Come the wintry days of December, what’s a reindeer to do? With satellite dishes scanning the skies and security guards monitoring the borders, Santa’s sleigh presents something of a zoonotic biohazard.
But Palouse reindeer — as well as llamas, alpacas and camels — have a passport to safe holiday travel thanks to the camelid medical and infectious disease team at the College of Veterinary Medicine.
Companion livestock
Stacey Byers, resident in agricultural animal medicine at CVM, specializes in the care of camelids and cervids — animals in the camel and deer families respectively. She is one of a growing number of veterinarians electing to treat species in the emerging niche of “companion livestock,” which Byers describes as farm animals people keep for pets.
Ranging from goats and potbelly pigs to llamas and reindeer, the current favorite is the alpaca — similar to a small llama and prized for its high quality hair or “fiber.
“Owners are usually on a first-name basis with these types of animals,” Byers said. “There is a closeness associated with it. People interact with them daily and know all of their individual quirks.”
“The majority of these owners are from an urban or suburban background,” added Jim Evermann, professor of infectious disease in CVM. “They are interested in pursuing more medical therapies (when their animal becomes ill) than traditional livestock owners.”
Leading the pack
The evolution of companion livestock has resulted in a steep learning curve for both owners and veterinarians, Evermann said. “Veterinarians who have been out in practice for 10-20 years are learning a new culture. The movement is impacting veterinary education and curriculum, as well as outreach programs, in a positive way,” he said.
Byers said WSU had a head start in the companion livestock arena due to the foresight of team members Steve Parish, professor, and George Barrington, associate professor, in agricultural animal medicine and surgery.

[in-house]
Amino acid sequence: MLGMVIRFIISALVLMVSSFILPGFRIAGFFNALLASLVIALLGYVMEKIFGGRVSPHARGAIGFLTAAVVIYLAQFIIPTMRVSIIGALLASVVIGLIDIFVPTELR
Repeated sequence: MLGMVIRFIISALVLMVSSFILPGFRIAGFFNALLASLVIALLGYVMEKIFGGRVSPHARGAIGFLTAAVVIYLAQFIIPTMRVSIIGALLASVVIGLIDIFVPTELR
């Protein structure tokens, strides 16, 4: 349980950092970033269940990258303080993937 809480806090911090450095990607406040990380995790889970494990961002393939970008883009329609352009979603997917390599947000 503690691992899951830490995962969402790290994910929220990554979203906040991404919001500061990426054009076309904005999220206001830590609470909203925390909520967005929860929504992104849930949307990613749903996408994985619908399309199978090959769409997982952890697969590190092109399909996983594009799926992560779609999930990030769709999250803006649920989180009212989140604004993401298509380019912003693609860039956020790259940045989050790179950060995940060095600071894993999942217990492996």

“They recognized the cultural shift early on — looking at diseases like immunodeficiency syndrome of juvenile llamas 10 years ago,” she said. Ahmed Tibary, associate professor, helped round out the group by specializing in camelid reproduction.
Over time, the team has gained a reputation for excellence and accepts a wide range of clinical cases — such as Walter, a camel from California who recently was transported to WSU for an MRI exam and jaw surgery.
Alpaca vogue
But the alpaca tops the popularity list for companion livestock ownership. Unlike llamas, they are not used as beasts of burden but are valued for their fine fiber used to make sweaters, scarves, hats and more. Despite their fuzzy, friendly faces, alpacas are herd animals and tend to be independent and aloof, Evermann said.
Alpaca owners are congregated in New England, Ohio and the Pacific Northwest — three areas with veterinary colleges, such as WSU, that can provide up-to-date expertise in health care.
Much like the dog-show circuit, alpacas frequently are taken on the road for breeding, shows and the sales ring. In order to transport their animals, owners must comply with state veterinary health regulations.
Alpacas have characteristics similar to both cattle and horses and require a combination of vaccinations and worming in order to qualify for an interstate health certificate.
They must also be screened for disease — including one of great concern to owners and veterinarians called bovine viral diarrhea virus or BVDV.
There are many unknowns about camelid BVDV despite the fact that it shows some similarities to the disease in cattle.
For one thing, no one is sure how it is transmitted. Crias infected during pregnancy may become chronic carriers of the disease — showing ill-thrift, immunosuppression and susceptibility to respiratory disease.
“It can be devastating to the breeders not only from the loss of livestock, but also from the loss of reputation,” said Byers.
She and Evermann are conducting studies to try to identify which body fluids transmit the virus. Byers said they aren’t sure if this is an interspecies infection — spread between cattle and alpacas — or if it is a virus unique to the camelids.
“If it is a unique virus, we need to start thinking about creating a vaccine,” she said. “But if it is spreading from cattle, we can handle it with quarantines … and other biocontainment measures.”
Camelid carol (To the tune of “My Favorite Things”)
Reindeer on rooftops and mule deer in thickets,
Camels in Pullman, bright alpaca mittens,
Llamas that carry your shopping bags home
All full of sweaters and fresh Cougar Gold …